Applicants have identified improved materials or structures for use in semiconductor devices. More specifically, the Applicants have identified materials or structures having energy band structures for which the appropriate conductivity effective masses for electrons and/or holes are substantially less than the corresponding values for silicon. In addition to the enhanced mobility characteristics of these structures, they may also be formed or used in such a manner that they provide piezoelectric, pyroelectric, and/or ferroelectric properties that are advantageous for use in a variety of different types of devices, as will be discussed further below.

Referring now to FIGS. 1 and 2, the materials or structures are in the form of a superlattice 25 whose structure is controlled at the atomic or molecular level and may be formed using known techniques of atomic or molecular layer deposition. The superlattice 25 includes a plurality of layer groups 45 a-45 n arranged in stacked relation, as perhaps best understood with specific reference to the schematic cross-sectional view of FIG. 1.

Each group of layers 45 a-45 n of the superlattice 25 illustratively includes a plurality of stacked base semiconductor monolayers 46 defining a respective base semiconductor portion 46 a-46 n and an energy band-modifying layer 50 thereon. The energy band-modifying layers 50 are indicated by stippling in FIG. 1 for clarity of illustration.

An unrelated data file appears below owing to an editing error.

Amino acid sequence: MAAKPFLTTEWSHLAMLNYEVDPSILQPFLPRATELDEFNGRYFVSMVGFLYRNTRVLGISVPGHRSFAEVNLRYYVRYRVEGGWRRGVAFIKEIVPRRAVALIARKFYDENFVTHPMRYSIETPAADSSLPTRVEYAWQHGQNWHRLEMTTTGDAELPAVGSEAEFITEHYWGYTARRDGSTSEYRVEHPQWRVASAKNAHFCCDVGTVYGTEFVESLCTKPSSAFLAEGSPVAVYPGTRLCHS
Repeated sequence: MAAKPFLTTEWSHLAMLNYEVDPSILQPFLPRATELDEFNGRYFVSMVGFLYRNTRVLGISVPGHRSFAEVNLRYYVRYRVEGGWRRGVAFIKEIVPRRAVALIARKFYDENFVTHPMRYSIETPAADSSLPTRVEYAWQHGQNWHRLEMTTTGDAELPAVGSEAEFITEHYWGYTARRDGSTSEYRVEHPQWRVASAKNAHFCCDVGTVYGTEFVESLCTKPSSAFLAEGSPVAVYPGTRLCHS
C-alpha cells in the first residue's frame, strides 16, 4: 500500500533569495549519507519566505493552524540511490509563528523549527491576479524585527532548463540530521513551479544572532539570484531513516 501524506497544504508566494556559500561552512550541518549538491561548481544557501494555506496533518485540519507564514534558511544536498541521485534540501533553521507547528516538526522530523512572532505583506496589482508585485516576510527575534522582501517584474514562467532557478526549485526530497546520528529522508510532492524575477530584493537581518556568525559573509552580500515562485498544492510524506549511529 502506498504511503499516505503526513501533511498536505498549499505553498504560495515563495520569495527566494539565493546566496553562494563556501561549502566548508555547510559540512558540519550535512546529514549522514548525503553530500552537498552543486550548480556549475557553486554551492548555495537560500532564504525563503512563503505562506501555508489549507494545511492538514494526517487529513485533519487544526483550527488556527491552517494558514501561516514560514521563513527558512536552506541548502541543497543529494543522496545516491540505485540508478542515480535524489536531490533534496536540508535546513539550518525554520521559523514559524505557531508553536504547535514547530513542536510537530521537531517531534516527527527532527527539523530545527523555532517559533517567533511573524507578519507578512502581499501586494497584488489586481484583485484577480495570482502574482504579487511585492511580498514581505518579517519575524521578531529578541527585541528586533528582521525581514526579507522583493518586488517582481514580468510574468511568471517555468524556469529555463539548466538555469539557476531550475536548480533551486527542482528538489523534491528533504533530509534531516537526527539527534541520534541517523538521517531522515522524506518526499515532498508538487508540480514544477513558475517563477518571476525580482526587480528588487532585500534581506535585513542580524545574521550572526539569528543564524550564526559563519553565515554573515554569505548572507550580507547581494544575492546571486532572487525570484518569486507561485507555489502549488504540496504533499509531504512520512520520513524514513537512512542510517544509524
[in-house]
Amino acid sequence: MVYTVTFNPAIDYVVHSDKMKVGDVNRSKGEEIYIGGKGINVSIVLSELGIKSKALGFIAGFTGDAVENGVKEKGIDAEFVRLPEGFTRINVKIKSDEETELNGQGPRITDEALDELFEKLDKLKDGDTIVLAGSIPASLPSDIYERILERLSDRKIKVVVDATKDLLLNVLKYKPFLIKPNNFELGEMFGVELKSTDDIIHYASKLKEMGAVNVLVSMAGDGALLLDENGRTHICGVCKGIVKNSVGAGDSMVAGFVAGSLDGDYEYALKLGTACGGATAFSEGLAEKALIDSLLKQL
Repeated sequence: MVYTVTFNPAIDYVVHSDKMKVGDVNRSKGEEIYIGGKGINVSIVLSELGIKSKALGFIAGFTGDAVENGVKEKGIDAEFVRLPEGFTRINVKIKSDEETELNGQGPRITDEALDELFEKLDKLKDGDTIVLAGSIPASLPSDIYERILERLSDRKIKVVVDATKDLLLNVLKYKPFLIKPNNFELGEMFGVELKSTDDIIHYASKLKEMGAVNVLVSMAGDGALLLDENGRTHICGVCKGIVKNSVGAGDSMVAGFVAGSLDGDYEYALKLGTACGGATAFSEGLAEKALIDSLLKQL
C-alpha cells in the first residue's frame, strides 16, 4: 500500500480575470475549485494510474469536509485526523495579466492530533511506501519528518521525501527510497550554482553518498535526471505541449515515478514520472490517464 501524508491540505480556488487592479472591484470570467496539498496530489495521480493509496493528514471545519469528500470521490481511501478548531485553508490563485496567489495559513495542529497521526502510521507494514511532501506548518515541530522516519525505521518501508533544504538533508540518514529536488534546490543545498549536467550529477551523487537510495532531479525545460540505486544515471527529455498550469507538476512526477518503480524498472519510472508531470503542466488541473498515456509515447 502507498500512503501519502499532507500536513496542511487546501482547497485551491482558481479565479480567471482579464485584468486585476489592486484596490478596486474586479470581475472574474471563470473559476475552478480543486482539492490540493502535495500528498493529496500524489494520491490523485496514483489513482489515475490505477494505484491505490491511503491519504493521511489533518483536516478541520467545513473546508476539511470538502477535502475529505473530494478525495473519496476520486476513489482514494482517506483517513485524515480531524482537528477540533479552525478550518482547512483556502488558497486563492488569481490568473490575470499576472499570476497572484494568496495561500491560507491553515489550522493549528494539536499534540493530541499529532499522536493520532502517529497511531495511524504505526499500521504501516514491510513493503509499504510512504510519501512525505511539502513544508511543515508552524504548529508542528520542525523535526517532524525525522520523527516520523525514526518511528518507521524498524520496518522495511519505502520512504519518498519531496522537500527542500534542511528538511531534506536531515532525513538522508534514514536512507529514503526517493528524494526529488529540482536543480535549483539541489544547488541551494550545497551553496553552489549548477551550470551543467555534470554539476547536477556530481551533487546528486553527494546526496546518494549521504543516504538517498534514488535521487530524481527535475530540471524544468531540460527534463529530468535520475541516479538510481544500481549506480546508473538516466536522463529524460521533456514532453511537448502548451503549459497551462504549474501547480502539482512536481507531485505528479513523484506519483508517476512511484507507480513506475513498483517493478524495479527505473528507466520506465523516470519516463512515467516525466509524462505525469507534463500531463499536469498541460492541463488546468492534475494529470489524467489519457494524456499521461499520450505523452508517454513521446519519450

The energy band-modifying layer 50 illustratively includes one non-semiconductor monolayer constrained within a crystal lattice of adjacent base semiconductor portions. By “constrained within a crystal lattice of adjacent base semiconductor portions” it is meant that at least some semiconductor atoms from opposing base semiconductor portions 46 a-46 n are chemically bound together through the non-semiconductor monolayer 50 therebetween, with the chemical bonds traversing the intervening non-semiconductor monolayer, as seen in FIG. 2. Generally speaking, this configuration is made possible by controlling the amount of non-semiconductor material that is deposited on semiconductor portions 46 a-46 n through atomic layer deposition techniques so that not all (i.e., less than full or 100% coverage) of the available semiconductor bonding sites are populated with bonds to non-semiconductor atoms, as will be discussed further below. Thus, as further monolayers 46 of semiconductor material are deposited on or over a non-semiconductor monolayer 50, the newly deposited semiconductor atoms will populate the remaining vacant bonding sites of the semiconductor atoms below the non-semiconductor monolayer.

In other embodiments, more than one such non-semiconductor monolayer may be possible. It should be noted that reference herein to a non-semiconductor or semiconductor monolayer means that the material used for the monolayer would be a non-semiconductor or semiconductor if formed in bulk. That is, a single monolayer of a material, such as silicon, may not necessarily exhibit the same properties that it would if formed in bulk or in a relatively thick layer, as will be appreciated by those skilled in the art.